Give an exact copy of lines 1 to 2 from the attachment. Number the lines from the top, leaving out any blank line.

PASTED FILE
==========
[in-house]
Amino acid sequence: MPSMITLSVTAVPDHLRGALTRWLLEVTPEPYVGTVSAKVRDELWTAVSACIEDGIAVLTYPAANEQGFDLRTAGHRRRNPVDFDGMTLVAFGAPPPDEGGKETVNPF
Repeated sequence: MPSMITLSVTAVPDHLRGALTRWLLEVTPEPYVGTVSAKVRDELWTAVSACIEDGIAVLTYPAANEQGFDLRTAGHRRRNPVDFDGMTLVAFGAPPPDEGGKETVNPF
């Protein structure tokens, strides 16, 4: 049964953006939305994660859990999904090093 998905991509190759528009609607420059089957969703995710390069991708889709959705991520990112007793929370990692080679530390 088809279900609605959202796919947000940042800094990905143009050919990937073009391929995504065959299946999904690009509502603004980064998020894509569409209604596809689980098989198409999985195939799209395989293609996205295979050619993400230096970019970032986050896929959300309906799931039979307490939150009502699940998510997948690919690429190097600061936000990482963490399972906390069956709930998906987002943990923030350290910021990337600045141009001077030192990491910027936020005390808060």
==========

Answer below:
[in-house]
Amino acid sequence: MPSMITLSVTAVPDHLRGALTRWLLEVTPEPYVGTVSAKVRDELWTAVSACIEDGIAVLTYPAANEQGFDLRTAGHRRRNPVDFDGMTLVAFGAPPPDEGGKETVNPF